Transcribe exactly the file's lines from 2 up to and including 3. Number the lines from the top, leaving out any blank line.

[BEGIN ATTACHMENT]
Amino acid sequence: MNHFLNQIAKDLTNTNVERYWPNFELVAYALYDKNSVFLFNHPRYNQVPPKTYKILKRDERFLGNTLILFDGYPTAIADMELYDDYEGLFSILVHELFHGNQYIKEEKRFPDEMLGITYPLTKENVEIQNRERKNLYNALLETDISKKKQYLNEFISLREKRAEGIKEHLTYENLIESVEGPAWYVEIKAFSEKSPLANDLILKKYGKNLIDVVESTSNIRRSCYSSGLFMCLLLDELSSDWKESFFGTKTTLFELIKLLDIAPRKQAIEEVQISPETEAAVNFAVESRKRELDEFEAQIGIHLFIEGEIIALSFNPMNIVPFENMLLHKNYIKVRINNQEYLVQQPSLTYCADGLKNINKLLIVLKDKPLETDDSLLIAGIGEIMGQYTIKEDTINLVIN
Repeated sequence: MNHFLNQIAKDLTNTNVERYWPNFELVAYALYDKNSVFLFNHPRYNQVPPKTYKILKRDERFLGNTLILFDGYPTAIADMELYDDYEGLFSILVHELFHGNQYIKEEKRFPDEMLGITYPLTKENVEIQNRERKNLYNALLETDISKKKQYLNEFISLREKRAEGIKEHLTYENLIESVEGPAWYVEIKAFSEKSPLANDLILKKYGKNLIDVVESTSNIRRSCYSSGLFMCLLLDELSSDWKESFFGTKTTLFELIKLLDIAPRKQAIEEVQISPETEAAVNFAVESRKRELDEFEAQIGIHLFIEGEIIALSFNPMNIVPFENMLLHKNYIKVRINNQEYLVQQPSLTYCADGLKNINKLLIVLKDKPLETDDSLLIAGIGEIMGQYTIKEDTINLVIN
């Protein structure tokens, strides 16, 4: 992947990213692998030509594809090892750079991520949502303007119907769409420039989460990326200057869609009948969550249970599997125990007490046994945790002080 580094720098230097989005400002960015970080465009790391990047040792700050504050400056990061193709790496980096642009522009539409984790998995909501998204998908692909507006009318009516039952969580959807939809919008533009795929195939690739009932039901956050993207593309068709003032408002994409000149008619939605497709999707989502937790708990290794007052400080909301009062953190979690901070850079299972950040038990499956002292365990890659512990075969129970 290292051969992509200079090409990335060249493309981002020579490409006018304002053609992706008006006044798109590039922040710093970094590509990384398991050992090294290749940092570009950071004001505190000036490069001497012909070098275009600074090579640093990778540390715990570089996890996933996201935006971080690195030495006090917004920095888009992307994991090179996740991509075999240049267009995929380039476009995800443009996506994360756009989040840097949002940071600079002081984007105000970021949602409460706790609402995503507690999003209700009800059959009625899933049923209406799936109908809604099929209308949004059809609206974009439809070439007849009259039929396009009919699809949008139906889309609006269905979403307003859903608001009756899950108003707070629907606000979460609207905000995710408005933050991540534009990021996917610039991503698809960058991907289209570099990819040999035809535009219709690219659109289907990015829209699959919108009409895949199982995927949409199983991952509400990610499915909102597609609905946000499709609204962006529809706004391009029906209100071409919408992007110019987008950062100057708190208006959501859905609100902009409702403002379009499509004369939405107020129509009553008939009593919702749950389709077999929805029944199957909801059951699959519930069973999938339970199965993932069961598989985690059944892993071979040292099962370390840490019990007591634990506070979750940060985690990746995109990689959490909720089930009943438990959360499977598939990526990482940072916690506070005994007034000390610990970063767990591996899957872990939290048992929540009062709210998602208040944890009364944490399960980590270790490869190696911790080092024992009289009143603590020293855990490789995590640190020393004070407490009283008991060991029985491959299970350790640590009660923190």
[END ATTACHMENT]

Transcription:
Repeated sequence: MNHFLNQIAKDLTNTNVERYWPNFELVAYALYDKNSVFLFNHPRYNQVPPKTYKILKRDERFLGNTLILFDGYPTAIADMELYDDYEGLFSILVHELFHGNQYIKEEKRFPDEMLGITYPLTKENVEIQNRERKNLYNALLETDISKKKQYLNEFISLREKRAEGIKEHLTYENLIESVEGPAWYVEIKAFSEKSPLANDLILKKYGKNLIDVVESTSNIRRSCYSSGLFMCLLLDELSSDWKESFFGTKTTLFELIKLLDIAPRKQAIEEVQISPETEAAVNFAVESRKRELDEFEAQIGIHLFIEGEIIALSFNPMNIVPFENMLLHKNYIKVRINNQEYLVQQPSLTYCADGLKNINKLLIVLKDKPLETDDSLLIAGIGEIMGQYTIKEDTINLVIN
């Protein structure tokens, strides 16, 4: 992947990213692998030509594809090892750079991520949502303007119907769409420039989460990326200057869609009948969550249970599997125990007490046994945790002080 580094720098230097989005400002960015970080465009790391990047040792700050504050400056990061193709790496980096642009522009539409984790998995909501998204998908692909507006009318009516039952969580959807939809919008533009795929195939690739009932039901956050993207593309068709003032408002994409000149008619939605497709999707989502937790708990290794007052400080909301009062953190979690901070850079299972950040038990499956002292365990890659512990075969129970 290292051969992509200079090409990335060249493309981002020579490409006018304002053609992706008006006044798109590039922040710093970094590509990384398991050992090294290749940092570009950071004001505190000036490069001497012909070098275009600074090579640093990778540390715990570089996890996933996201935006971080690195030495006090917004920095888009992307994991090179996740991509075999240049267009995929380039476009995800443009996506994360756009989040840097949002940071600079002081984007105000970021949602409460706790609402995503507690999003209700009800059959009625899933049923209406799936109908809604099929209308949004059809609206974009439809070439007849009259039929396009009919699809949008139906889309609006269905979403307003859903608001009756899950108003707070629907606000979460609207905000995710408005933050991540534009990021996917610039991503698809960058991907289209570099990819040999035809535009219709690219659109289907990015829209699959919108009409895949199982995927949409199983991952509400990610499915909102597609609905946000499709609204962006529809706004391009029906209100071409919408992007110019987008950062100057708190208006959501859905609100902009409702403002379009499509004369939405107020129509009553008939009593919702749950389709077999929805029944199957909801059951699959519930069973999938339970199965993932069961598989985690059944892993071979040292099962370390840490019990007591634990506070979750940060985690990746995109990689959490909720089930009943438990959360499977598939990526990482940072916690506070005994007034000390610990970063767990591996899957872990939290048992929540009062709210998602208040944890009364944490399960980590270790490869190696911790080092024992009289009143603590020293855990490789995590640190020393004070407490009283008991060991029985491959299970350790640590009660923190």